Jaundice - BILIRUBIN

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An indepth look at the molecule Bilirubin and its role in Jaundice.

Transcript of Jaundice - BILIRUBIN

Bilirubi n

A True Liver Function Test

Presented By:

Introduction History Structure Biochemistry

The Road Ahead

Function of Bilirubin Clinical Significance

Synthesis of Bilirubin Excretion of Bilirubin

Clinical estimation of Bilirubin Urine Bilirubin Treatment Methods Serum

Hyperbilirubinemia & Types of Jaundice Inherited disorders of bilirubin metabolism Bilirubin Toxicity Kernicterus

Bilirubin A true indicator of Liver function

Phototherapy Exchange Transfusion

[Latin blis, bile + ruber, red + IN.]

Introduction

Bilirubin is the orange-yellow pigment derived from senescent red blood cells. It is a toxic waste product in the body. It is extracted and biotransformed mainly in the liver, and excreted in bile and urine. It is a bile pigment Elevations in serum and urine bilirubin levels are normally associated with Jaundice.

History1849 Virchow discovered bilirubin in blood extravasates; termed it as Hematoidin

1864

Stadeler

coined the term Bilirubin

1874

Tarchanoff

demonstrated the direct association of bile pigments to hemoglobin synthesized Bilirubin IX and proposed a structure for it which was accepted for more than 30 years

1942

Fischer & Plieninger

StructureTetrapyrrolic structure

Pyrrole, or pyrrol, is a heterocyclic aromatic organic compound, a five-membered ring, having an activated metal ion, with the formula C4H4NH. Substituted derivatives are also called pyrroles. Tetrapyrroles are compounds containing four pyrrole rings. Linear tetrapyrroles, using three one-carbon bridges, include: Bilanes (e.g. bilirubin, biliverdin, urobilinogen, urobilin) Phycobilins (found in cyanobacteria) Cyclic tetrapyrroles, using four one-carbon bridges, include: Porphyrins (e.g. heme) Chlorophylls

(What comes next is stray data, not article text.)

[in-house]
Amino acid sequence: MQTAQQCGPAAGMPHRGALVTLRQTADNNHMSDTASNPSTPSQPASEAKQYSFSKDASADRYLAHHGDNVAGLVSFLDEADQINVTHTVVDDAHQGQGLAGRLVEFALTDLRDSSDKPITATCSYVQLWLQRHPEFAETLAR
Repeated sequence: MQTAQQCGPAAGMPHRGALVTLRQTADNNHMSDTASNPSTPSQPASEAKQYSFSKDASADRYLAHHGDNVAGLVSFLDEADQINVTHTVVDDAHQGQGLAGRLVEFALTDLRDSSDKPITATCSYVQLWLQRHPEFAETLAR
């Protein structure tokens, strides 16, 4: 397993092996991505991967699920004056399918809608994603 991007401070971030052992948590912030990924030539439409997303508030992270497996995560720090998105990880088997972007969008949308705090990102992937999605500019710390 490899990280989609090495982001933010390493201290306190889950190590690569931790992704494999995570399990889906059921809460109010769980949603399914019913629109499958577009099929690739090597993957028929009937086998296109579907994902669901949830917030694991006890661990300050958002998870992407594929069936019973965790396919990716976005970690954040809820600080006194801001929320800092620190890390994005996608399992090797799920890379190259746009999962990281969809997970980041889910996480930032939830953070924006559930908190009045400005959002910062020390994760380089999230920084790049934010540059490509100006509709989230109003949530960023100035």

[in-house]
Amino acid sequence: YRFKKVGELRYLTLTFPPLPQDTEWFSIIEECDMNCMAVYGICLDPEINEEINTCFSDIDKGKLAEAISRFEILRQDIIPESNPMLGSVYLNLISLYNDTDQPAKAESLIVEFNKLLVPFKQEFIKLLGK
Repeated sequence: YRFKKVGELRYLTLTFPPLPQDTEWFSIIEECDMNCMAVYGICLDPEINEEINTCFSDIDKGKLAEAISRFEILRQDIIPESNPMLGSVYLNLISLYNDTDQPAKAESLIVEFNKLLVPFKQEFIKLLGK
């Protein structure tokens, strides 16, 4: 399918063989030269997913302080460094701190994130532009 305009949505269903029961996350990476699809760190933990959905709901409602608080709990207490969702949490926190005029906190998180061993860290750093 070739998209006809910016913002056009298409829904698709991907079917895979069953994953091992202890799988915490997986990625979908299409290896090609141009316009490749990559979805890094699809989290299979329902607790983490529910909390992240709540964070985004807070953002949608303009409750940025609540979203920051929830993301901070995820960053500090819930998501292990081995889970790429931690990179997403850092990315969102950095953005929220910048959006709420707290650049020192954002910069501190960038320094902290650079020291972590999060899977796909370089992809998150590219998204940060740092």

N Pyrrole

Linear Tetrapyrrole structure of Bilirubin

1 3 4

2

Methyl group Propionic Acid The four pyrrole rings are linked with methylidine bridges. Vinyl group Chemical Formula: C33H36N4O6

Points to ponder: A puzzling chemical property of bilirubin molecule is its insolubility in water and its solubility in variety of nonpolar solvents. The solubility of bilirubin in nonpolar lipid solvents is not predicted from its linear tetrapyrrolic structure as its 2 propionic acid side chains would be expected to make the molecule highly polar and therefore water soluble.

According to X-Ray Crystallography; Bilirubin assumes a ridge-tiled configuration stabilized by six intramolecular hydrogen bonds. Two additional important structural features have also been noted:1. A so called Z-Z (trans) conformation for the double bonds between carbons 4 & 5 and 15 & 16, and 3. An involuted hydrogen-bonded structure in which the propionic acid-carboxylic acid groups are hydrogen bonded to the nitrogen atoms of the pyrrole rings.

Bilirubin IX structureThe folded conformation showing extensive internal hydrogen bonding

Space-filling model of the preferred ridge-tile conformation of bilirubin IX